Radiologists Can't Agree On What 'Dense Breasts' Actually Are

Which is a problem, because tumors are harder to spot in dense breast tissue.
Rui Vieira/PA Wire

(Reuters Health) - Radiologists don’t agree on what qualifies as “dense breasts,” according to a new study.

Because tumors are harder to spot in dense breast tissue, and women with dense breasts are at higher risk of breast cancer, about half of U.S. states currently require that women be informed if they have “dense breasts.”

But this determination may vary widely based on the individual doctor, say the authors of the study.

“Part of the message is that the assessment of dense breasts is subjective,” said lead author Brian Sprague of the Office of Health Promotion Research at the University of Vermont in Burlington.

Dense breasts are one factor for decision-making about breast cancer screening, but not the only factor, Sprague told Reuters Health by phone.

The researchers studied more than 200,000 mammograms performed on 145,000 women ages 40 to 89 between 2011 and 2013. The mammograms were evaluated by 83 radiologists at 30 radiology facilities.

The radiologists rated each breast as “almost entirely fat,” “scattered densities,” “heterogeneously dense” (some nondense tissue, but most of the tissue is dense) and “extremely dense.” The last two categories qualify as “dense” based on state legislation.

Overall, almost 37 percent of mammograms were rated as showing dense breasts, but the distribution of the four categories varied widely by radiologist. Some rated as few as 7 percent as dense, while others rated up to 85 percent as dense, the study authors reported in Annals of Internal Medicine.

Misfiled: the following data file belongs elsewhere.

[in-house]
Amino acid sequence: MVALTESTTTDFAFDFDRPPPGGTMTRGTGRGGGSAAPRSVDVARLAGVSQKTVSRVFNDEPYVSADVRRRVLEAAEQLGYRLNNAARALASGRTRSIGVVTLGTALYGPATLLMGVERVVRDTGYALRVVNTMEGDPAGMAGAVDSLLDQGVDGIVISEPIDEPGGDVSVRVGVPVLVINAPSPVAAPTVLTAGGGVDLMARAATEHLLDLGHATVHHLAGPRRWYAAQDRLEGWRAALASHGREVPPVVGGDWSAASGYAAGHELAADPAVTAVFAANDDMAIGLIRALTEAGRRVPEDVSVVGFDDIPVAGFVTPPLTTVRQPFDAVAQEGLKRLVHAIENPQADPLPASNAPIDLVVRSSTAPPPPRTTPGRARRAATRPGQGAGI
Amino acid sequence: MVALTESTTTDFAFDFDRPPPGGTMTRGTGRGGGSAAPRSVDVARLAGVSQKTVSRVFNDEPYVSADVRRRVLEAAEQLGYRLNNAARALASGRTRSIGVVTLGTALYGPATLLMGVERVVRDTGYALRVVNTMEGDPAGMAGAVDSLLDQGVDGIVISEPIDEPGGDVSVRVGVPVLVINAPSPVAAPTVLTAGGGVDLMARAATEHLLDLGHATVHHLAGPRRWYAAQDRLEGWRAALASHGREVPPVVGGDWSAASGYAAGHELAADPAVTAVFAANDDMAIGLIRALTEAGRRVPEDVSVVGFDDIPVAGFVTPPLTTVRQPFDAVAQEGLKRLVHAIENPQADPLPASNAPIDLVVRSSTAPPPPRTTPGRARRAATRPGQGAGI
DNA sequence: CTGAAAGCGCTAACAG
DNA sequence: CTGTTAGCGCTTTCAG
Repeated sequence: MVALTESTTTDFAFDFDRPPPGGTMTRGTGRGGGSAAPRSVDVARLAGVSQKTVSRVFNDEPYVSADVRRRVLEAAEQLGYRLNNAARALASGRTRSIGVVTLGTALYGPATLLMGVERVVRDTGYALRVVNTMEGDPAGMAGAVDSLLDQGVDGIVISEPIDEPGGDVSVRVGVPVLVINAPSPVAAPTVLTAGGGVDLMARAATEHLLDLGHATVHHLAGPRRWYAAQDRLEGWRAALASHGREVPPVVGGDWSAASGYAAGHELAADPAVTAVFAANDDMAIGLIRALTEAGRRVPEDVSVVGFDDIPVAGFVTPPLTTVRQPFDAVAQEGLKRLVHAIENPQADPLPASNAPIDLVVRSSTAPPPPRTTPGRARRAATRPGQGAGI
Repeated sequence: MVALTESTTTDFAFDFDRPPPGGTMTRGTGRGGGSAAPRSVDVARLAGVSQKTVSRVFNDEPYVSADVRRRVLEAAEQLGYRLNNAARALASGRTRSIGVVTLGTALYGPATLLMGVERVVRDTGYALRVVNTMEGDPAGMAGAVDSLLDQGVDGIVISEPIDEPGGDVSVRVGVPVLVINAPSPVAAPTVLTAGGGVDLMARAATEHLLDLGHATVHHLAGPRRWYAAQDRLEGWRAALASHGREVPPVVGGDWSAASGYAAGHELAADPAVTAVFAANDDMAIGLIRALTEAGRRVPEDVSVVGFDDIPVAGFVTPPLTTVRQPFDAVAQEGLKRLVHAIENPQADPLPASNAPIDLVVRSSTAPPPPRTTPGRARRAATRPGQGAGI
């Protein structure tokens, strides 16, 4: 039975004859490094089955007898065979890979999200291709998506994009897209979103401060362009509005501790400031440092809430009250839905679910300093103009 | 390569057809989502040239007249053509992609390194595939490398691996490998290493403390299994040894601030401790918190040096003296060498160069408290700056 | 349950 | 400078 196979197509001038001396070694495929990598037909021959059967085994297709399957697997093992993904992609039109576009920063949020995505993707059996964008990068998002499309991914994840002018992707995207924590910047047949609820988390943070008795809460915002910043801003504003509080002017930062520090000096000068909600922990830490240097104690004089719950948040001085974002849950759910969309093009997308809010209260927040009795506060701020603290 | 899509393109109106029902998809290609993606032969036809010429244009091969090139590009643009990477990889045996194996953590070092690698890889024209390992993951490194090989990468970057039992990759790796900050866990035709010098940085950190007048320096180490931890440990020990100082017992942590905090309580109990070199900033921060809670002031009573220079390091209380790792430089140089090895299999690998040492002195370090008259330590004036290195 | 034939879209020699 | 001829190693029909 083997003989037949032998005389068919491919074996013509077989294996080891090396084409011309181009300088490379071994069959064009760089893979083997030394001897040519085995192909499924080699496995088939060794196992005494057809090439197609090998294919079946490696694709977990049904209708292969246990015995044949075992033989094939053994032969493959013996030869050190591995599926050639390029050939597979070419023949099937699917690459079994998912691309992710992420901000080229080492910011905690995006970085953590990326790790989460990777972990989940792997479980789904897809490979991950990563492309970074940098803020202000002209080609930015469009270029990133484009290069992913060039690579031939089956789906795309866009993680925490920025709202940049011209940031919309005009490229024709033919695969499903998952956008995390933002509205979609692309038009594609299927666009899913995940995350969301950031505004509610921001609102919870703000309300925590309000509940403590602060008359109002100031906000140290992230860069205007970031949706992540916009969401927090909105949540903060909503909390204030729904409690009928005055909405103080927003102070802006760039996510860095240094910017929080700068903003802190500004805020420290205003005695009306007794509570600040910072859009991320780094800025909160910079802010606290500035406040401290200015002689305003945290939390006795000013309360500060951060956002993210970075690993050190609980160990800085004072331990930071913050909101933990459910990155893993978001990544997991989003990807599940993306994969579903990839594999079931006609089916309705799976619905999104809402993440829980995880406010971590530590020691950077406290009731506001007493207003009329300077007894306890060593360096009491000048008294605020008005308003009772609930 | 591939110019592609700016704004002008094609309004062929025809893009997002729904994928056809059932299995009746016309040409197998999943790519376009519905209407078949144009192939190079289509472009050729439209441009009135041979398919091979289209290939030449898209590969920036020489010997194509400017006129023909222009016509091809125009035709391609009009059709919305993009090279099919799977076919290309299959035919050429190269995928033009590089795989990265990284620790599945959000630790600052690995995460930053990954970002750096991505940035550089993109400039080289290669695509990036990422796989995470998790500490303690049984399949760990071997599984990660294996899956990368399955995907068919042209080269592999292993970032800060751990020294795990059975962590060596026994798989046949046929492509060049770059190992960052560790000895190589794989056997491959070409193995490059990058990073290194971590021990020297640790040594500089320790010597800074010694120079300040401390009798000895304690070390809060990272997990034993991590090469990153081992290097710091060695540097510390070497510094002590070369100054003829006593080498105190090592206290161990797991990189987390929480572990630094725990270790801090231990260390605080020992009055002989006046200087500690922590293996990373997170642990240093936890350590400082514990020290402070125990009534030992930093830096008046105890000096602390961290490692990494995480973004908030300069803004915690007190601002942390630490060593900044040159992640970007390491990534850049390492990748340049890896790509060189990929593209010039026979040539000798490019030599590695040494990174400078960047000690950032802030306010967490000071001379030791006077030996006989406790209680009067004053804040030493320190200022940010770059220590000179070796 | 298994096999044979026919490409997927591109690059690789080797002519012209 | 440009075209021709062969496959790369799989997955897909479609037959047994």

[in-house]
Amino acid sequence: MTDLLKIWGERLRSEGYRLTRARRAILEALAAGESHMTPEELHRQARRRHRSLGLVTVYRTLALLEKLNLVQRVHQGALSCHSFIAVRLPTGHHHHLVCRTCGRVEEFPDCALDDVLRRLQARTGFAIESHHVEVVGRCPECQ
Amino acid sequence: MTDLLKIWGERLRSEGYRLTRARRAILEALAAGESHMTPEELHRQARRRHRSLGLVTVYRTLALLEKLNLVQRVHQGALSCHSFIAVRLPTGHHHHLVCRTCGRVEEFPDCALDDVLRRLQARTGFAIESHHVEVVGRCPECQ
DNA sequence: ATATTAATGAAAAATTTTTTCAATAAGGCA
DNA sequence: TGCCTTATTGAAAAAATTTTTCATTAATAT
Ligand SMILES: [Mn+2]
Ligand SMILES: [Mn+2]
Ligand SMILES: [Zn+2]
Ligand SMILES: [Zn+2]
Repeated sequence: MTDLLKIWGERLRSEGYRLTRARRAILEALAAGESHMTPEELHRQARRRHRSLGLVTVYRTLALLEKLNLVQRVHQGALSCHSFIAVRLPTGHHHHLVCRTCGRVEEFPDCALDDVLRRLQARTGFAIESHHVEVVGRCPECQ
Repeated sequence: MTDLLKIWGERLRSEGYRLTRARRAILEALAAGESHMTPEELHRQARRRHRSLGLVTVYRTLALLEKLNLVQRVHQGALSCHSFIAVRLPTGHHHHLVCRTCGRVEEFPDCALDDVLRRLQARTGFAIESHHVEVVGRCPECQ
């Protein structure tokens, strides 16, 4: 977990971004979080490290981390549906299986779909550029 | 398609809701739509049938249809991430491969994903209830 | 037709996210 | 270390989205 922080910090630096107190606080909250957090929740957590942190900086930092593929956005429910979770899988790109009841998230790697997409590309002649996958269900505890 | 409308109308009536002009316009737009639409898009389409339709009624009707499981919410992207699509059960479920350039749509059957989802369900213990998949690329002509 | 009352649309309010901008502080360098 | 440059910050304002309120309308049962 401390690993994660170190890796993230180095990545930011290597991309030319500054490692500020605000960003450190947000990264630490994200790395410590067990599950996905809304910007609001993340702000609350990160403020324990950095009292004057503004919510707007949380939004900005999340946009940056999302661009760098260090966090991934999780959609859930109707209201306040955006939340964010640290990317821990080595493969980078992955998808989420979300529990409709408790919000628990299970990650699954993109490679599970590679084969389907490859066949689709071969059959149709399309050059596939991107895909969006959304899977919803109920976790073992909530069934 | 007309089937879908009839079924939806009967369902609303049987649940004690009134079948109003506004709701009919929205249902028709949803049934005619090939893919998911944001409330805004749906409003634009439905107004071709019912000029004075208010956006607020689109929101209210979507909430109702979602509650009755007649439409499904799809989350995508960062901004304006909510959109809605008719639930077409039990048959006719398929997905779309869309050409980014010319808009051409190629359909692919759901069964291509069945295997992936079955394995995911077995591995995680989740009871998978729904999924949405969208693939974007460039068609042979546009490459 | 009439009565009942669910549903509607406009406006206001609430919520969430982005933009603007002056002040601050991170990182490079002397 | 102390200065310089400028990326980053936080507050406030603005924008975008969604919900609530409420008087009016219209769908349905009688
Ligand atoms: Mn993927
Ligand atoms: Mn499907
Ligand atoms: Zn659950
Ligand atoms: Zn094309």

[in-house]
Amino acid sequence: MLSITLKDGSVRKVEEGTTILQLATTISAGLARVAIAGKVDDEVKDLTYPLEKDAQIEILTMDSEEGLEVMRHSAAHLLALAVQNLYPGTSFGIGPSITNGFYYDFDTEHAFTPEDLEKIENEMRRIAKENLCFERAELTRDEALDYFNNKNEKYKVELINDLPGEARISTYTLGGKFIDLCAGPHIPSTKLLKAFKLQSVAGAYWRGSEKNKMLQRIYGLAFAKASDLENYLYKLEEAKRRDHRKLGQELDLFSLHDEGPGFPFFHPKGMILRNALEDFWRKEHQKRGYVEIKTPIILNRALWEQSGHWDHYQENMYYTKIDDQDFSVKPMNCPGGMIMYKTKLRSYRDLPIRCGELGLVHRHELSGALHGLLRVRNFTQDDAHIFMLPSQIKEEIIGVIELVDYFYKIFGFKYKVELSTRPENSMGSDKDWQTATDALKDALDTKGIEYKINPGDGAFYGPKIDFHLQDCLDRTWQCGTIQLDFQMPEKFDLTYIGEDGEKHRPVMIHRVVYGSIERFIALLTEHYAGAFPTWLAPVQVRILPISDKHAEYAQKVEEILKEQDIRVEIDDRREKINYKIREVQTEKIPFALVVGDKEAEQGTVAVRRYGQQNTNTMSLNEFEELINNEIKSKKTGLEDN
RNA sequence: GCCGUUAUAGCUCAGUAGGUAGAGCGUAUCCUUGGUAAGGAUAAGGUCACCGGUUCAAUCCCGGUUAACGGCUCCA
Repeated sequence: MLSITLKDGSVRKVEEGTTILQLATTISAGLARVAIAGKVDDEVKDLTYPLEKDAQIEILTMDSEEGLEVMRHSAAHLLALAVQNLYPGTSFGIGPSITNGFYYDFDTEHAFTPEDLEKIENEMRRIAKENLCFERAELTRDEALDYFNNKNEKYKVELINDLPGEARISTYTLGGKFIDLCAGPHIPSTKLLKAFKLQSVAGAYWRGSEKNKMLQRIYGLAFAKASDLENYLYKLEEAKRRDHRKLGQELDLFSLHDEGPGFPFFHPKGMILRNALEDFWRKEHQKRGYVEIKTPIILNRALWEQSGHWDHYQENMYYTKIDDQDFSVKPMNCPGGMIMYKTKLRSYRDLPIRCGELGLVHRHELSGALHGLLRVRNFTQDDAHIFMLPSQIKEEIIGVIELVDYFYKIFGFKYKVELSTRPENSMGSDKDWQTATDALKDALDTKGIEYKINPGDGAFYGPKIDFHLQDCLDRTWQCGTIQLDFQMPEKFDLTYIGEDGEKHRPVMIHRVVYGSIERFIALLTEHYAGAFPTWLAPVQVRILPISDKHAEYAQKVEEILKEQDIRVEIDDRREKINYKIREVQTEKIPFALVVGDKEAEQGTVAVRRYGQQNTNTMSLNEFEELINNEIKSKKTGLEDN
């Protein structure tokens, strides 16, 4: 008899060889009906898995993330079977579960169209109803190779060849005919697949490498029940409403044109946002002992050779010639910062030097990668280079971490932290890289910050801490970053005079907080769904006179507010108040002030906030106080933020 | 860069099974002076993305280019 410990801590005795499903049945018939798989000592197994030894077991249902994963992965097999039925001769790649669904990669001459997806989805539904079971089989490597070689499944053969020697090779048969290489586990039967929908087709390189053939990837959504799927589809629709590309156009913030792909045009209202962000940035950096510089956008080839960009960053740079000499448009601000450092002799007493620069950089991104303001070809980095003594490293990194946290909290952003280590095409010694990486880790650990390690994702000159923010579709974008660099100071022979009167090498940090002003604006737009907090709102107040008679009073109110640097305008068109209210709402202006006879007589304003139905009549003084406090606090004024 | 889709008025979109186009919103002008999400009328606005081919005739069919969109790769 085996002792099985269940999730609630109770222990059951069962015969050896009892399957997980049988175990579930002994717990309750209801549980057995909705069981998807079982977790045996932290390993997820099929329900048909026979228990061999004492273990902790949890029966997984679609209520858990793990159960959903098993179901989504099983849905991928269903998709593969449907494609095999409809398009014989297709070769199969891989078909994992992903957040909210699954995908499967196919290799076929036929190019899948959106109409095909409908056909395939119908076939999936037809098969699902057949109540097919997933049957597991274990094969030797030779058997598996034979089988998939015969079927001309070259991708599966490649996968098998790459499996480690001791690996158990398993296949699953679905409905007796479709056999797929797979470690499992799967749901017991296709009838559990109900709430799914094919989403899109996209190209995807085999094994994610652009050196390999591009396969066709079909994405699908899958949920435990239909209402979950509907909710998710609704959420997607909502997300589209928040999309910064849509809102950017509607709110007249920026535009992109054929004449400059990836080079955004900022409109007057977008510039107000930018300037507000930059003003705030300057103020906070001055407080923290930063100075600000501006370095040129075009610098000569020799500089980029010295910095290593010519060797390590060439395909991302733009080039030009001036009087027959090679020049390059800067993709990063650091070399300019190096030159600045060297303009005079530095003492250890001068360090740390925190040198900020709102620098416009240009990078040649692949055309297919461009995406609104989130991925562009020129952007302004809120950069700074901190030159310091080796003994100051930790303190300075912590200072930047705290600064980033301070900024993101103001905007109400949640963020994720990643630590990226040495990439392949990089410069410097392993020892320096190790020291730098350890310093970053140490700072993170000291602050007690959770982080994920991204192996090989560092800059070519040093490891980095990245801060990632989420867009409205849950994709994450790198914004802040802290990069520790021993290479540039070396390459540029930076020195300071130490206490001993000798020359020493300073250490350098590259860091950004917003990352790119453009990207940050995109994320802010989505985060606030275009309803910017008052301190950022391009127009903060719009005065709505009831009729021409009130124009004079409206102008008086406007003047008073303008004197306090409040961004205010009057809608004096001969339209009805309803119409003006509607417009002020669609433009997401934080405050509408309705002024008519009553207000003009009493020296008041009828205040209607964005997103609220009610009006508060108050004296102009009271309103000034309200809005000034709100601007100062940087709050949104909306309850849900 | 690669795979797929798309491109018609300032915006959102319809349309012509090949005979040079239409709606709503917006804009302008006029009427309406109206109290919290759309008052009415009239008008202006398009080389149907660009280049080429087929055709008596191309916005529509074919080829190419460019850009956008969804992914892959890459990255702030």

Most women are in the middle two categories, and the line between those categories is blurry, Sprague said.

Women in the top two categories are at 50 percent greater risk of a cancer diagnosis than women in the bottom two categories, he said. Age at first period, age at the birth of first child, having a first degree relative with breast cancer and a history of prior benign disease all influence breast cancer risk as well, he said.

“The paper highlights the disconnect between density laws and breast density measurement, it was never intended to be something that really dictated screening decisions,” Sprague said.

Most women need not be concerned about the results of this study, said Dr. Norman Boyd of the University of Toronto in Canada, who was not involved in the analysis.

Dense breast tissue is “not a diagnosis, just a description,” Boyd told Reuters Health by phone. Anything that involves subjective human interpretation varies widely, including classification of nonmalignant tumors and actual cancers, he said.

In the future, he said, automated methods being developed for use with digital mammograms will probably be extremely reliable.

SOURCE: Annals of Internal Medicine, online July 18, 2016.

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